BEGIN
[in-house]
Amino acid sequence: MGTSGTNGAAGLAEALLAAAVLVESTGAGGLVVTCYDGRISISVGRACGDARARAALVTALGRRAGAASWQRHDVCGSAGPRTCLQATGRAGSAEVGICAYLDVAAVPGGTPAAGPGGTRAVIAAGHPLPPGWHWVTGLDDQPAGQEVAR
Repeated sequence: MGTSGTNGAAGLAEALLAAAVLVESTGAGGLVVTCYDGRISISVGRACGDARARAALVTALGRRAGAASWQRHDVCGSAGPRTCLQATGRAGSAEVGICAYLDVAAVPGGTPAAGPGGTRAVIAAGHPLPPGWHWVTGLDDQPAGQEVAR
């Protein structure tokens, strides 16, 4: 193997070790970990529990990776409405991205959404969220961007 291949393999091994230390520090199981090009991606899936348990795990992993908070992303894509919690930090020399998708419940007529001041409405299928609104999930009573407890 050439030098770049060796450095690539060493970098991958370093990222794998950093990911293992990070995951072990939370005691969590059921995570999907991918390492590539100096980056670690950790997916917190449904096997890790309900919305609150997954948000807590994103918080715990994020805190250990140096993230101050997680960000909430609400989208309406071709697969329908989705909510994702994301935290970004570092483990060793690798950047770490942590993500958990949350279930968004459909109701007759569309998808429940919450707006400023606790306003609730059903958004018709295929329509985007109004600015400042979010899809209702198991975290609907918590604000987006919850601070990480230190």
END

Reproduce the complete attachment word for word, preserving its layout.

[in-house]
Amino acid sequence: MGTSGTNGAAGLAEALLAAAVLVESTGAGGLVVTCYDGRISISVGRACGDARARAALVTALGRRAGAASWQRHDVCGSAGPRTCLQATGRAGSAEVGICAYLDVAAVPGGTPAAGPGGTRAVIAAGHPLPPGWHWVTGLDDQPAGQEVAR
Repeated sequence: MGTSGTNGAAGLAEALLAAAVLVESTGAGGLVVTCYDGRISISVGRACGDARARAALVTALGRRAGAASWQRHDVCGSAGPRTCLQATGRAGSAEVGICAYLDVAAVPGGTPAAGPGGTRAVIAAGHPLPPGWHWVTGLDDQPAGQEVAR
């Protein structure tokens, strides 16, 4: 193997070790970990529990990776409405991205959404969220961007 291949393999091994230390520090199981090009991606899936348990795990992993908070992303894509919690930090020399998708419940007529001041409405299928609104999930009573407890 050439030098770049060796450095690539060493970098991958370093990222794998950093990911293992990070995951072990939370005691969590059921995570999907991918390492590539100096980056670690950790997916917190449904096997890790309900919305609150997954948000807590994103918080715990994020805190250990140096993230101050997680960000909430609400989208309406071709697969329908989705909510994702994301935290970004570092483990060793690798950047770490942590993500958990949350279930968004459909109701007759569309998808429940919450707006400023606790306003609730059903958004018709295929329509985007109004600015400042979010899809209702198991975290609907918590604000987006919850601070990480230190």